Personally, I don't think there's intelligent life on other planets. Why should other planets be any different from this one? ~ Bob Monkhouse
When last we met, I was rambling on about how life on other worlds might come in unexpected forms. That got me to thinking about the odds of intelligent life occurring at all and Frank Drake's equation. Think about how we got here.
Planet Earth formed around 4.5 billion years ago. Somewhere along the line, after Earth had oceans and possible life, an object the size of Mars probably came along and smacked into the Earth, destroying any life that was around. On the other hand, the collision (according to the most popular theory these days) gave us our moon, which had a number of salutary effects, the most important of which was to stabilize Earth's wobbling about its axis. This stability lengthens climatic cycles, giving life forms a better chance to get going.
So, on Earth Mark II, life arose again. For an incredibly long time, all the planet had was microbial life and blue-green algae. This stuff may have had to survive a planet-wide ice age. Had any land-based life been around (and there's no evidence there was), it would have been wiped out by such an event, leaving the planet to the microbes again. Eventually, Earth thawed out, and life finally exploded (for reasons that no one has ever been able to explain) in an event called the pre-Cambrian Explosion.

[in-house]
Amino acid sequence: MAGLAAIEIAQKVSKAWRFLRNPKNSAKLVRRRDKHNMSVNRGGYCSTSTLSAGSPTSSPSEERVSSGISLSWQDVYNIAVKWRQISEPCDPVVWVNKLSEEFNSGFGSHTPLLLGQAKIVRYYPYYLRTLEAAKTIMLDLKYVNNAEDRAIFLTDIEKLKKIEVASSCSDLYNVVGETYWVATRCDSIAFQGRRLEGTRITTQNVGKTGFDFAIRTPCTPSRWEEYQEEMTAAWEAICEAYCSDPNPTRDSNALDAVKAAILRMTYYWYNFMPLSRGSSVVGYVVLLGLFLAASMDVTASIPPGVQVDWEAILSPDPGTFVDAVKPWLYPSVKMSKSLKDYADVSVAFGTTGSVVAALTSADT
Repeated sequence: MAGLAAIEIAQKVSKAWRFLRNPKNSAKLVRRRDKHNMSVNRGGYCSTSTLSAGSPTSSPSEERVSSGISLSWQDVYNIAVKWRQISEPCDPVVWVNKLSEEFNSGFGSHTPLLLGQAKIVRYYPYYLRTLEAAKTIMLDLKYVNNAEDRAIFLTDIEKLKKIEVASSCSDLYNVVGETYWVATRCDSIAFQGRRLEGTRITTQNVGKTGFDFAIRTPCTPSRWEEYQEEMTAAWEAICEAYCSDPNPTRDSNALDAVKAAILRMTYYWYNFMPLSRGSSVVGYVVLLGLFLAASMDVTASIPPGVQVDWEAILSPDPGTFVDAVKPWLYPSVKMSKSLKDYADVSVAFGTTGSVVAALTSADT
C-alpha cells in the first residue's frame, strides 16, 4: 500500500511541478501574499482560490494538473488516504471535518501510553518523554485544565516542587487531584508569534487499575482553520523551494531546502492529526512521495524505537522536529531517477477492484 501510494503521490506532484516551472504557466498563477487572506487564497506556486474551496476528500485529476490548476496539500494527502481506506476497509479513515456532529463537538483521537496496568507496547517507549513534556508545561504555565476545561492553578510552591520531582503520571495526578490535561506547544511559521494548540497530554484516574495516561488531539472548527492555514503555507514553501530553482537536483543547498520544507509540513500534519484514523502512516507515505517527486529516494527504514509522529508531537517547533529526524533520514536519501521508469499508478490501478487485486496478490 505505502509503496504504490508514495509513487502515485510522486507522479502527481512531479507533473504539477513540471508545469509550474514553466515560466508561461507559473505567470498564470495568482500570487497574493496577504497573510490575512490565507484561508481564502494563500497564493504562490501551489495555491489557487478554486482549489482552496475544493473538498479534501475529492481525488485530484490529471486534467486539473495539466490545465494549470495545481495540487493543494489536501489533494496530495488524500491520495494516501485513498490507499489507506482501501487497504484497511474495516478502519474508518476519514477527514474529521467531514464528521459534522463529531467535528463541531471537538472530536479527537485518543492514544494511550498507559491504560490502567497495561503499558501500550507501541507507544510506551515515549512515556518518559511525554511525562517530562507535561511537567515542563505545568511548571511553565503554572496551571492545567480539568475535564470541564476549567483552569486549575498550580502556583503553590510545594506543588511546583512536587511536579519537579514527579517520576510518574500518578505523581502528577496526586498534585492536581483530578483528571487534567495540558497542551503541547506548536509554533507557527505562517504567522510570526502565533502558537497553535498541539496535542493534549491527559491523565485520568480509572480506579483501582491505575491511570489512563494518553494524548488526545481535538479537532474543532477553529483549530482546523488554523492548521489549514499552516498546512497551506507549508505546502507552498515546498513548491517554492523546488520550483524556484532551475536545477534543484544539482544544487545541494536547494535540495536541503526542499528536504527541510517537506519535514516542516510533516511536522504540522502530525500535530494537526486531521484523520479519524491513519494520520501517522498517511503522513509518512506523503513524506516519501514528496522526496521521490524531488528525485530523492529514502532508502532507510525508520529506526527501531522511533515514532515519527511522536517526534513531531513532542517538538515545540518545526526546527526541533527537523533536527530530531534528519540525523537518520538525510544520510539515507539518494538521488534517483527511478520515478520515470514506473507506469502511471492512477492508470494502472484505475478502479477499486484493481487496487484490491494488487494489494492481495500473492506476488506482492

Things were pretty good until the Permian extinction. This event, possibly related to immense volcanic activity, wiped out 95% of the life around at the time. Life is tenacious, though, and gradually made a comeback. Mass extinctions came and went until about 220 million years ago (give or take) when the dinosaurs showed up and had a 165 million year run.
The dinosaurs went extinct thanks most probably to a combination of climatic change, possibly induced by another bout of volcanic activity, and a big honking meteor strike in Mexico about 65 million years ago. Now think about that for a minute. It took around 60 million years for our primate ancestors to show up, but once we did, we made pretty quick strides to getting smart. The dinosaurs were around almost three times as long and evidently never got beyond the clever carnivore stage.
It is, of course, possible that there were actually intelligent dinosaurs that built some sort of civilization. After 65 million years there isn't much chance that you're going to find signs of settlements or pottery fragments. It's hard enough to locate stuff like that from 5000 years ago. Not finding big-brained dinosaurs is no absolute proof either, considering how difficult it is to find ancient hominids. Let's face it: Intelligent beings are crunchy and taste good to carnivores (with or without ketchup).
So, even if you can liberate yourself from being a carbon-based chauvinist and imagine all sorts of exotic life forms, intelligent life seems to be a more difficult thing to come by, even if it breathes methane. So, how does this impact Drakes' Equation?